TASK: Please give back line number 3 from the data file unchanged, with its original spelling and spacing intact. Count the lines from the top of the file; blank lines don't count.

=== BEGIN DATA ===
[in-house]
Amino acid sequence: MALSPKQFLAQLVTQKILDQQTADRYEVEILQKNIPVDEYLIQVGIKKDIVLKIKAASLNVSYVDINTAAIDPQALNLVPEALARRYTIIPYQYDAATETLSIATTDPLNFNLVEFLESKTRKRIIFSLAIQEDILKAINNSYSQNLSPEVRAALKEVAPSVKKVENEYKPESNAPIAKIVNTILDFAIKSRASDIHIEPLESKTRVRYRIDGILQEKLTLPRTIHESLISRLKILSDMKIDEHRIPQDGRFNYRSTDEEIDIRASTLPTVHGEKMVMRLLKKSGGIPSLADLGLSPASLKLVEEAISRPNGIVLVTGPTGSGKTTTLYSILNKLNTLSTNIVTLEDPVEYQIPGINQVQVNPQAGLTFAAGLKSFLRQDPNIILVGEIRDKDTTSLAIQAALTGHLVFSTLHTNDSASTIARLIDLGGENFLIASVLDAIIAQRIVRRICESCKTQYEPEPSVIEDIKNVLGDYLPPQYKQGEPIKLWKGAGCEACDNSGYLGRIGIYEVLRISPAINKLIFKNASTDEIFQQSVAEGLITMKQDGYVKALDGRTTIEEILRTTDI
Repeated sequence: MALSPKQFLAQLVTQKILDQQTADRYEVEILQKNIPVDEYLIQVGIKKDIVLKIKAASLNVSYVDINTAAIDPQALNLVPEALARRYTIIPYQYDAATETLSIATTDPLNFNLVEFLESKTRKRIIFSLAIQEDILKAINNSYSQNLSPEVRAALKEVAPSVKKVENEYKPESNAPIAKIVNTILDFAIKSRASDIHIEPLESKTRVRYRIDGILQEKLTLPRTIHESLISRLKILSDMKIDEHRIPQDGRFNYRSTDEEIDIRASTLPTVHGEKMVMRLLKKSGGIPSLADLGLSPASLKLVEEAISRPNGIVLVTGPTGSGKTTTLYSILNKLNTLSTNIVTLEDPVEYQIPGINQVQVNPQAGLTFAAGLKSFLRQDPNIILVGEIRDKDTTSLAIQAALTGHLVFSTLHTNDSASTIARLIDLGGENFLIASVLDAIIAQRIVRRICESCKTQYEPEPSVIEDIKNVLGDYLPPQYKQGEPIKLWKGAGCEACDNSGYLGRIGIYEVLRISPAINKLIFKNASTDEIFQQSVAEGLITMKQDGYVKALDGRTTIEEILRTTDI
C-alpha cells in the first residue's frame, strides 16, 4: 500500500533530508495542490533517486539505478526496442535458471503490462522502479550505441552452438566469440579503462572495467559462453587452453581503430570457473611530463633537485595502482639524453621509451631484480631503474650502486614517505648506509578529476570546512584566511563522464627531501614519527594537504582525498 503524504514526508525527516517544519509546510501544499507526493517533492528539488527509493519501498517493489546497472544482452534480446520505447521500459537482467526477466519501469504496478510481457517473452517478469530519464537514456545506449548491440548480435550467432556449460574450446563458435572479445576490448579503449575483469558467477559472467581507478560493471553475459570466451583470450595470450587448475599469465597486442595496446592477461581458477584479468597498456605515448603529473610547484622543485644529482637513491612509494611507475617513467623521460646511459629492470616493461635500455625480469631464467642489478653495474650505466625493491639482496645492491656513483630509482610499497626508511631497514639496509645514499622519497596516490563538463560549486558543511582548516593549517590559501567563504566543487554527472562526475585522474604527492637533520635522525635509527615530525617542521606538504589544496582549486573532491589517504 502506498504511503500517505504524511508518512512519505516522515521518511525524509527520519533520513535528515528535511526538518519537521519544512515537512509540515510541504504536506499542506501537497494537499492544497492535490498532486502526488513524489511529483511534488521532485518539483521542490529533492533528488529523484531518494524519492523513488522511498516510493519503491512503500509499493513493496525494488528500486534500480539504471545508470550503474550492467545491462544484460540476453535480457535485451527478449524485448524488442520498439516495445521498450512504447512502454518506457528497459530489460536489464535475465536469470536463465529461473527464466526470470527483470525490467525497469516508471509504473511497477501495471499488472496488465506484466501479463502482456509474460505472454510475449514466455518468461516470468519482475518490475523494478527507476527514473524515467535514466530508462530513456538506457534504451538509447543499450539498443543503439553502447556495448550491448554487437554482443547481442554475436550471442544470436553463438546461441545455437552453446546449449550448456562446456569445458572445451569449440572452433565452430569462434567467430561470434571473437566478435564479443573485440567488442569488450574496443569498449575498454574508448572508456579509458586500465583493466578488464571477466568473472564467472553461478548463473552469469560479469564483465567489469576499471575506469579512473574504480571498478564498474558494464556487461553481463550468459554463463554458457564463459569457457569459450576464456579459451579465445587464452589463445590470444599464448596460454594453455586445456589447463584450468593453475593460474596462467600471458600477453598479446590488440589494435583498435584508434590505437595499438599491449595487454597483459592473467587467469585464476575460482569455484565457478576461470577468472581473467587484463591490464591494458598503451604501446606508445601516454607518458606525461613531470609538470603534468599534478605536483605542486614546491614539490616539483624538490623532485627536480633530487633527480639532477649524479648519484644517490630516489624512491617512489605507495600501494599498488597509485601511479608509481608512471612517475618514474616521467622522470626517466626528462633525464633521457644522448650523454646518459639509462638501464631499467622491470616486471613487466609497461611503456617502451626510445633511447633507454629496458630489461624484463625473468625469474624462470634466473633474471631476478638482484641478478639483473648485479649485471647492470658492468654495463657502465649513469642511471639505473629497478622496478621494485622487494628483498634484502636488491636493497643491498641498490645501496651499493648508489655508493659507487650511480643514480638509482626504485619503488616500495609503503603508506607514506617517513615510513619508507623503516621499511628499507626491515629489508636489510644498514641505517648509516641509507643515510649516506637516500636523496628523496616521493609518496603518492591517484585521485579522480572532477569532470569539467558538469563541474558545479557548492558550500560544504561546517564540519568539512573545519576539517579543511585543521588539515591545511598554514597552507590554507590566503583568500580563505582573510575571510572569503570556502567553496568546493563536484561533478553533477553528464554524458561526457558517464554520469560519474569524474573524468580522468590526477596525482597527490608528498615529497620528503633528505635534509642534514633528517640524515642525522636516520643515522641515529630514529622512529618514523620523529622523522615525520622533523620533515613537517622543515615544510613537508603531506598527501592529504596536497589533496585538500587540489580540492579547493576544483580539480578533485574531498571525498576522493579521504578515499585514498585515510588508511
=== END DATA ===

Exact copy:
Repeated sequence: MALSPKQFLAQLVTQKILDQQTADRYEVEILQKNIPVDEYLIQVGIKKDIVLKIKAASLNVSYVDINTAAIDPQALNLVPEALARRYTIIPYQYDAATETLSIATTDPLNFNLVEFLESKTRKRIIFSLAIQEDILKAINNSYSQNLSPEVRAALKEVAPSVKKVENEYKPESNAPIAKIVNTILDFAIKSRASDIHIEPLESKTRVRYRIDGILQEKLTLPRTIHESLISRLKILSDMKIDEHRIPQDGRFNYRSTDEEIDIRASTLPTVHGEKMVMRLLKKSGGIPSLADLGLSPASLKLVEEAISRPNGIVLVTGPTGSGKTTTLYSILNKLNTLSTNIVTLEDPVEYQIPGINQVQVNPQAGLTFAAGLKSFLRQDPNIILVGEIRDKDTTSLAIQAALTGHLVFSTLHTNDSASTIARLIDLGGENFLIASVLDAIIAQRIVRRICESCKTQYEPEPSVIEDIKNVLGDYLPPQYKQGEPIKLWKGAGCEACDNSGYLGRIGIYEVLRISPAINKLIFKNASTDEIFQQSVAEGLITMKQDGYVKALDGRTTIEEILRTTDI